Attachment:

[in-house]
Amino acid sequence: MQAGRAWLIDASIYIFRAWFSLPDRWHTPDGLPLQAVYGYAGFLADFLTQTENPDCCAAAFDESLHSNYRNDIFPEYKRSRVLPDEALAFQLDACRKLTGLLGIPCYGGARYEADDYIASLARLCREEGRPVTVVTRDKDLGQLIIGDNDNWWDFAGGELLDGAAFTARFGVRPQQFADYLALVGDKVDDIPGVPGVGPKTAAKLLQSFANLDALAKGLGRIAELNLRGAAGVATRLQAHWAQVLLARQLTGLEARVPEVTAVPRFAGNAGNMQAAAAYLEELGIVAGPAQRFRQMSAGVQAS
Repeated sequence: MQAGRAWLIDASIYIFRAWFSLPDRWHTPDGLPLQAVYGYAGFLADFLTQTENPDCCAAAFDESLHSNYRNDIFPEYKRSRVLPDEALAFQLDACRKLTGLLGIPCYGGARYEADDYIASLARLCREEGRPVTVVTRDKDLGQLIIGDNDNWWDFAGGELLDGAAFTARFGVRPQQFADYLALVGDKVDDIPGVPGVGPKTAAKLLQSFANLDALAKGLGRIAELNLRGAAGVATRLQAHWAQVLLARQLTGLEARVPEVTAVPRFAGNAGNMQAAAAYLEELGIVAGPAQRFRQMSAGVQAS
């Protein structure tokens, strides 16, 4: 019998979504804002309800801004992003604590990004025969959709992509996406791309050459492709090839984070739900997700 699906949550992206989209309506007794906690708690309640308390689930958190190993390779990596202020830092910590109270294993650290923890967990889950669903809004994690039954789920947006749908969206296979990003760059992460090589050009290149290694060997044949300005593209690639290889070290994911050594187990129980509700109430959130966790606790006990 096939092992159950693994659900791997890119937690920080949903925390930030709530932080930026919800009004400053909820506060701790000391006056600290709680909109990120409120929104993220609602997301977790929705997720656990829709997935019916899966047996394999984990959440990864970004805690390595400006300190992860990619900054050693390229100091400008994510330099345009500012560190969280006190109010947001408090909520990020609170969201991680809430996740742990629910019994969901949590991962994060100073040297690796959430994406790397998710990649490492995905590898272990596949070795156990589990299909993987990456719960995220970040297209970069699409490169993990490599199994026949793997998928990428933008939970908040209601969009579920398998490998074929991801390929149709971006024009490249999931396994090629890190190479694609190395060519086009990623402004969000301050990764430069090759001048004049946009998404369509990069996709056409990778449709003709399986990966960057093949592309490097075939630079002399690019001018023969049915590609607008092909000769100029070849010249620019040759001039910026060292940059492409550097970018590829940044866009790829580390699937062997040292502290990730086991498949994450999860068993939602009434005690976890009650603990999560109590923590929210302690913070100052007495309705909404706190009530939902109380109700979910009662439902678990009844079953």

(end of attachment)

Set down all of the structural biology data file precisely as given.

[in-house]
Amino acid sequence: MQAGRAWLIDASIYIFRAWFSLPDRWHTPDGLPLQAVYGYAGFLADFLTQTENPDCCAAAFDESLHSNYRNDIFPEYKRSRVLPDEALAFQLDACRKLTGLLGIPCYGGARYEADDYIASLARLCREEGRPVTVVTRDKDLGQLIIGDNDNWWDFAGGELLDGAAFTARFGVRPQQFADYLALVGDKVDDIPGVPGVGPKTAAKLLQSFANLDALAKGLGRIAELNLRGAAGVATRLQAHWAQVLLARQLTGLEARVPEVTAVPRFAGNAGNMQAAAAYLEELGIVAGPAQRFRQMSAGVQAS
Repeated sequence: MQAGRAWLIDASIYIFRAWFSLPDRWHTPDGLPLQAVYGYAGFLADFLTQTENPDCCAAAFDESLHSNYRNDIFPEYKRSRVLPDEALAFQLDACRKLTGLLGIPCYGGARYEADDYIASLARLCREEGRPVTVVTRDKDLGQLIIGDNDNWWDFAGGELLDGAAFTARFGVRPQQFADYLALVGDKVDDIPGVPGVGPKTAAKLLQSFANLDALAKGLGRIAELNLRGAAGVATRLQAHWAQVLLARQLTGLEARVPEVTAVPRFAGNAGNMQAAAAYLEELGIVAGPAQRFRQMSAGVQAS
């Protein structure tokens, strides 16, 4: 019998979504804002309800801004992003604590990004025969959709992509996406791309050459492709090839984070739900997700 699906949550992206989209309506007794906690708690309640308390689930958190190993390779990596202020830092910590109270294993650290923890967990889950669903809004994690039954789920947006749908969206296979990003760059992460090589050009290149290694060997044949300005593209690639290889070290994911050594187990129980509700109430959130966790606790006990 096939092992159950693994659900791997890119937690920080949903925390930030709530932080930026919800009004400053909820506060701790000391006056600290709680909109990120409120929104993220609602997301977790929705997720656990829709997935019916899966047996394999984990959440990864970004805690390595400006300190992860990619900054050693390229100091400008994510330099345009500012560190969280006190109010947001408090909520990020609170969201991680809430996740742990629910019994969901949590991962994060100073040297690796959430994406790397998710990649490492995905590898272990596949070795156990589990299909993987990456719960995220970040297209970069699409490169993990490599199994026949793997998928990428933008939970908040209601969009579920398998490998074929991801390929149709971006024009490249999931396994090629890190190479694609190395060519086009990623402004969000301050990764430069090759001048004049946009998404369509990069996709056409990778449709003709399986990966960057093949592309490097075939630079002399690019001018023969049915590609607008092909000769100029070849010249620019040759001039910026060292940059492409550097970018590829940044866009790829580390699937062997040292502290990730086991498949994450999860068993939602009434005690976890009650603990999560109590923590929210302690913070100052007495309705909404706190009530939902109380109700979910009662439902678990009844079953």